Avectas has received funding to develop a cell engineering technology platform to manufacture ‘off-the-shelf’ cell therapies for cancer treatment.
Irish cell engineering firm Avectas is leading a project in partnership with the National Institute for Bioprocessing Research and Training (NIBRT) and Bluebridge Technologies, which will invest $8.7 million – including $5.3 million awarded by the Irish Government’s Disruptive Technology Innovation Fund (DTIF) – to develop the cell engineering platform Solupore.
“Solupore is a comprehensive end-to-end cell engineering platform that comprises a proprietary delivery solution and automated fluid-handling device for controlled, rapid, transient permeabilization of the cell membrane to enable the non-viral delivery of biomolecular cargos, including nucleic acids and proteins, to cells for genetic modifications,” a spokeswoman for Avectas told BioProcess Insider.
According to Avectas, this award enables it to expand its Solupore platform to manufacture allogeneic products that can treat a large number of patients, while also supporting Ireland’s aim of being a major player in the cell therapy space.
All three firms have different roles in developing the platform. Bluebridge Technologies will design, create, and test software to support the manufacturing technology and advance digitalisation for the platform throughout the project. NIBRT will test the platform in an end-to-end manufacturing process and adopt the technology by installing the Solupore platform at its facilities.
Avectas believes its Solupore platform will make it easier to bring products to market as “the technology is highly adaptable and fully configurable under software control,” with the potential to “integrate several unit processes reducing both cost and process time.”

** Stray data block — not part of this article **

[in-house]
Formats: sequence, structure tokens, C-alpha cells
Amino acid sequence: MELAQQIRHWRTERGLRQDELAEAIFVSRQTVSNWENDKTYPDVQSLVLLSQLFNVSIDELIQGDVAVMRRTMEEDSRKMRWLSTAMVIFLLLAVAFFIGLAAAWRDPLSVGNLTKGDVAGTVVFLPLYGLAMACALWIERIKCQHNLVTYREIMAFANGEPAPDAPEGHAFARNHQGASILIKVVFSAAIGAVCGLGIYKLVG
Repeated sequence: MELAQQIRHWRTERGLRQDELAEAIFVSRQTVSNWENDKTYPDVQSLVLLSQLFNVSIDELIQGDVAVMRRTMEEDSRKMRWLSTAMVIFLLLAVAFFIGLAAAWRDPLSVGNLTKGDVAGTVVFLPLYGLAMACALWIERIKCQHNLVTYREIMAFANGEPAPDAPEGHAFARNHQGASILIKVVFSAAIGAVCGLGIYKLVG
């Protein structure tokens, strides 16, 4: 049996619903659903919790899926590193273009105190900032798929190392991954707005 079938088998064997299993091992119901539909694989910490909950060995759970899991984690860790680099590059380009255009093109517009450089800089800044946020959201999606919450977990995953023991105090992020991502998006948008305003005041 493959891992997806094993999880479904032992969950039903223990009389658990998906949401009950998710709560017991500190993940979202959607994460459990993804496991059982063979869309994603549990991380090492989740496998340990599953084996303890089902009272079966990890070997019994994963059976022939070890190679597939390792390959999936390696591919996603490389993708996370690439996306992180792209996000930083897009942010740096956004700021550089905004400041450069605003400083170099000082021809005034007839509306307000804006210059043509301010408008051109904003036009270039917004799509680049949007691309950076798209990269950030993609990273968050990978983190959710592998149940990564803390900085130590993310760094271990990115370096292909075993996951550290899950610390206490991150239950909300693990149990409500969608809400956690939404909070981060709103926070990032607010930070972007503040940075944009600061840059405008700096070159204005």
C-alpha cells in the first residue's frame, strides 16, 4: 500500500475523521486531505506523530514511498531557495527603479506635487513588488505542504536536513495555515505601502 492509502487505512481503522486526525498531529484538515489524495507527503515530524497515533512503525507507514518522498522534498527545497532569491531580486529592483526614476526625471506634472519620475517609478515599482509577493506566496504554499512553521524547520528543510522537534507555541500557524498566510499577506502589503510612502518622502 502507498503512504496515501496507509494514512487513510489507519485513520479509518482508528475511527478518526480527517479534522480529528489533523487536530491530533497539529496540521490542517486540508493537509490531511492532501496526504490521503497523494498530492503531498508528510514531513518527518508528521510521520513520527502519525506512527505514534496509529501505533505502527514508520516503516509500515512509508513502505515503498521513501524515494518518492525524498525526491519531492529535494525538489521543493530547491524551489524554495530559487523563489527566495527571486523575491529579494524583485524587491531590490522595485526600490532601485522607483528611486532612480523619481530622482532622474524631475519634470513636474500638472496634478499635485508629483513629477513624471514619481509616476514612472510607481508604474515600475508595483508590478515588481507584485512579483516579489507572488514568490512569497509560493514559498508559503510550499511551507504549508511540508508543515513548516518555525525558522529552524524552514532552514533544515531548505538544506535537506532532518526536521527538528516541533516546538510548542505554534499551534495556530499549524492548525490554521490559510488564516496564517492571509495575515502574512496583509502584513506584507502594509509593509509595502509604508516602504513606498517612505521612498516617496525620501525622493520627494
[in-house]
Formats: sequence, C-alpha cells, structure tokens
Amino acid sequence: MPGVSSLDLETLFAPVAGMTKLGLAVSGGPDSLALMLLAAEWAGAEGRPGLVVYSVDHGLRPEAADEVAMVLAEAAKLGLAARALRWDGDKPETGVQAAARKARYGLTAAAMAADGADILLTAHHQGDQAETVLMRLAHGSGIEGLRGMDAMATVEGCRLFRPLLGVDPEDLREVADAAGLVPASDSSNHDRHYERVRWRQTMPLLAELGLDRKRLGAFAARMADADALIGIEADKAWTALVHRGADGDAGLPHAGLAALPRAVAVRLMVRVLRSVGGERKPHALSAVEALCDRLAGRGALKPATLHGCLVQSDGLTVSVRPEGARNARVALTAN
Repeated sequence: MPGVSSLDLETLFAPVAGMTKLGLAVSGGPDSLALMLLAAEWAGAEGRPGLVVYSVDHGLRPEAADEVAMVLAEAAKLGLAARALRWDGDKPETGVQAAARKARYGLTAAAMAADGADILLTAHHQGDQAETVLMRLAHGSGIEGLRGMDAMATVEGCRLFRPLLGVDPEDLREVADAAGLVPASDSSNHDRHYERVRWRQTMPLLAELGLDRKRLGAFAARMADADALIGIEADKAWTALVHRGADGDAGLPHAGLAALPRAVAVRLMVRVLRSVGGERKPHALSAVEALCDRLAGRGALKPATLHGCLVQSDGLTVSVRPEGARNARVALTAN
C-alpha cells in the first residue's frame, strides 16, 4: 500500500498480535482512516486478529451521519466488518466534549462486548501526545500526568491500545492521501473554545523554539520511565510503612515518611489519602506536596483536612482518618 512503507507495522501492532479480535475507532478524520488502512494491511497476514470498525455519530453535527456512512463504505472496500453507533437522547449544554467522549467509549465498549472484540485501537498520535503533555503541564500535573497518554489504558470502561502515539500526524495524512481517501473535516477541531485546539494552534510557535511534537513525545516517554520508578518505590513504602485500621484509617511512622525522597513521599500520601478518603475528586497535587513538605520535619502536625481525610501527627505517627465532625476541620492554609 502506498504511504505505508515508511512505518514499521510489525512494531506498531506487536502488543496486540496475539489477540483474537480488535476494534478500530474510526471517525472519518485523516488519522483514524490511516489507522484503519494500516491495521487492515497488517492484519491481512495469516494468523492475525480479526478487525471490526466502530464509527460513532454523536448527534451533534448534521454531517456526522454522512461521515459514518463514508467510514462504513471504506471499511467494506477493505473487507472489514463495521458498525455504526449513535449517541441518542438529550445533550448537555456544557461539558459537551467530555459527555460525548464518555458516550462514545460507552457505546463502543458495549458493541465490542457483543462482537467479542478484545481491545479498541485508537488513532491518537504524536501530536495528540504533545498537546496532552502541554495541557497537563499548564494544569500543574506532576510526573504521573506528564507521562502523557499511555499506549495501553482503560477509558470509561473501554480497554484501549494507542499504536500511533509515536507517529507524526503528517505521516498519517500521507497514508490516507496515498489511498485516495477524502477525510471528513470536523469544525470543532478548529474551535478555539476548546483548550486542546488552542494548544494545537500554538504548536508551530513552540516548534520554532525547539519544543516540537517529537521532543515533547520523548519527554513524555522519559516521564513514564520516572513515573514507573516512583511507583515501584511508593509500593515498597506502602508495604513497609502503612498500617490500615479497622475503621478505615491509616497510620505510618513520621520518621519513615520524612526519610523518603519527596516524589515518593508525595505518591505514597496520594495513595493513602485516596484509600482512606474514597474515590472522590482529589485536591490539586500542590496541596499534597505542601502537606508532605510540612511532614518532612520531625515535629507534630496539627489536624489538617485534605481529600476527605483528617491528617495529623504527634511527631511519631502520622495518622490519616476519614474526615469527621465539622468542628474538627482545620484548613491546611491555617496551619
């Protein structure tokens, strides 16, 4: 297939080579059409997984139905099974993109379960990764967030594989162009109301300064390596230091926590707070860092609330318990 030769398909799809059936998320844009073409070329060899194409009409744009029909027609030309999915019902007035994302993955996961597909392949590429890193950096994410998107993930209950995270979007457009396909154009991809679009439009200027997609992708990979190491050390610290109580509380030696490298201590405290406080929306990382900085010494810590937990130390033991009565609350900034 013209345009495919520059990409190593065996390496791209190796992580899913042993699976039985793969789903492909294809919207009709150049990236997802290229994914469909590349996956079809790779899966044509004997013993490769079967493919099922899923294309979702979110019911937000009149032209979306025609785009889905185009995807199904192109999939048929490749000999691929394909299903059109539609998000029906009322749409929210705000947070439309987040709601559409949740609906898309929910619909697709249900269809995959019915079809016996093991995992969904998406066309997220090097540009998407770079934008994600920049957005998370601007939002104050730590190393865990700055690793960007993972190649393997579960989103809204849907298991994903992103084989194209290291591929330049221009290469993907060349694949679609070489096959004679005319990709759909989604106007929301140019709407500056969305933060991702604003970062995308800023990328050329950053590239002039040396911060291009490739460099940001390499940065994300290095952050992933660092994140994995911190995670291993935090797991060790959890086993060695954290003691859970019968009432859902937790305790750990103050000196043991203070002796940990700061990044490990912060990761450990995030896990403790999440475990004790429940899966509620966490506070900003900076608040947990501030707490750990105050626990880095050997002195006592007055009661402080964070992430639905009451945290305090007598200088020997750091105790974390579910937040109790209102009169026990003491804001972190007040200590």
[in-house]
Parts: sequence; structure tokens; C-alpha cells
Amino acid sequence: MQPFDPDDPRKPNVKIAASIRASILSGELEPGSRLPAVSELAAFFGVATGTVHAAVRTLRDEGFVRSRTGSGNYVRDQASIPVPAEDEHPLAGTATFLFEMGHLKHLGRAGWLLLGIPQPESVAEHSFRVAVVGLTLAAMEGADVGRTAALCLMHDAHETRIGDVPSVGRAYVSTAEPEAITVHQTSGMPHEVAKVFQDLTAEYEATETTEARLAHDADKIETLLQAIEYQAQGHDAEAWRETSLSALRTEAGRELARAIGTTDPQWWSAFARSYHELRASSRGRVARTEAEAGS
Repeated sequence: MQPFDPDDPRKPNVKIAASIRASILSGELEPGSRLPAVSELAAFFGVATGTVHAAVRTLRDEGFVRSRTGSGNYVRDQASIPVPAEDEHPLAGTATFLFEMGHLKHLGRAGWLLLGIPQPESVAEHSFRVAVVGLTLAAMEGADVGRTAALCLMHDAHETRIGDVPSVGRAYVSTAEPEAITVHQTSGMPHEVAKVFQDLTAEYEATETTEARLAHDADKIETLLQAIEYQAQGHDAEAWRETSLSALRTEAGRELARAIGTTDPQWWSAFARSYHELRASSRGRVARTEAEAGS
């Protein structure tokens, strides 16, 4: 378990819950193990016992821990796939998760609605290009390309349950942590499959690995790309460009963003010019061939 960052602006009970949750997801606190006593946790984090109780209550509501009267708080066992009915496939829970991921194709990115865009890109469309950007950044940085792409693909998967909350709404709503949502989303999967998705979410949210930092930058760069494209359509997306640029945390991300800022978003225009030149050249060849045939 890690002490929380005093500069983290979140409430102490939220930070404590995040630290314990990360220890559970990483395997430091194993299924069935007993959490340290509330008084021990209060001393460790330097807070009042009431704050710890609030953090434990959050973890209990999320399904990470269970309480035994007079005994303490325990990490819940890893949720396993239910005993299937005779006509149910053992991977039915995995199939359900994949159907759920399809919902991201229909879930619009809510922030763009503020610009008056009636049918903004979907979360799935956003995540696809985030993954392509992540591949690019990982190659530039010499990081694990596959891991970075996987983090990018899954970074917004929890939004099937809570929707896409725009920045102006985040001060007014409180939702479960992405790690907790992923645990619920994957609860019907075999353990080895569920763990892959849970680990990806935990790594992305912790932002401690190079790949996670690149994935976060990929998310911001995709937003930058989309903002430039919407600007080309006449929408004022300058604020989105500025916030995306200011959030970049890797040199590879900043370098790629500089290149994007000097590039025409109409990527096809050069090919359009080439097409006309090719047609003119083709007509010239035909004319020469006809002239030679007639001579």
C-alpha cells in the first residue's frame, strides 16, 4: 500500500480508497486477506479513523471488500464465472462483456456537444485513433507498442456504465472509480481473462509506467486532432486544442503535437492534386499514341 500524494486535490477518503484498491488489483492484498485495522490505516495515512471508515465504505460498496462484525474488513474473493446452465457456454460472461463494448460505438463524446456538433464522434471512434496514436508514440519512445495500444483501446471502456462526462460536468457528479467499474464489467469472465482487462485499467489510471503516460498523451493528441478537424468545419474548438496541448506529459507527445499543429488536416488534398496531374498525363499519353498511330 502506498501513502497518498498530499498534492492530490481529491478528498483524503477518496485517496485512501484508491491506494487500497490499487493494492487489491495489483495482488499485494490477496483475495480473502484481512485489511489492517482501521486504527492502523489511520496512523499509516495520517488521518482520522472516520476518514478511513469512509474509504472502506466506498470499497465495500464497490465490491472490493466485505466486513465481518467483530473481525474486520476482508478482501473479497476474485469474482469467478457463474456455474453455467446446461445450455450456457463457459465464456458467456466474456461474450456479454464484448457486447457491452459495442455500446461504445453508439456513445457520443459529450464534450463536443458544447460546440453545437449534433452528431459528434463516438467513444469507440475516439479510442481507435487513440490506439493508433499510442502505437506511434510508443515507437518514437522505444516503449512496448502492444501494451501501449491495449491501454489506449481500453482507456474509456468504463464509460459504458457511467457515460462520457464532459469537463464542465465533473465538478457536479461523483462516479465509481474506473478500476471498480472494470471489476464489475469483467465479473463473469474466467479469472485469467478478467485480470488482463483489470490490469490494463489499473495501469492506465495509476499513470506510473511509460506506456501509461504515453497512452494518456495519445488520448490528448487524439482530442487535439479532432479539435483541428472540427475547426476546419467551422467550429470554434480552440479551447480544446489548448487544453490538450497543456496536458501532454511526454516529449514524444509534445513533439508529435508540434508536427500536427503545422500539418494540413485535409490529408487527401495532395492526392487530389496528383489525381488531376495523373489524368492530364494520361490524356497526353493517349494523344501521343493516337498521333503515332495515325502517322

Avectas’ spokeswoman told us “Solupore’s delivery process is efficiently achieved by a gentle chemically-mediated reversible permeabilization of the membrane which causes minimum perturbation, resulting in cells remaining viable and fully-functional.”
She added that the platform allows “ex vivo custom genetic modification of a range of naturally occurring cells – including T cells, Natural Killer cells and stem cells – to treat cancer [and other diseases]. It also supports the further engineering of virally transduced CAR-T and CAR-NK cells for the development of next generation CAR therapeutics.”
The company claims the platform can overcome the limitations other technologies have such as viral vectors and electroporation as it is rapid and includes minimal steps.
“Solupore […] is well tolerated by cells [and] measured thorough high viability and functionality. The immunology cell engineering by Solupore are good killers, [which] produces superior results related to the delivery of molecular cargo and related to improved potency. Solupore is addressing emerging cell delivery challenges associated with multiple cell modifications and engineering of cells that are limited or fragile.”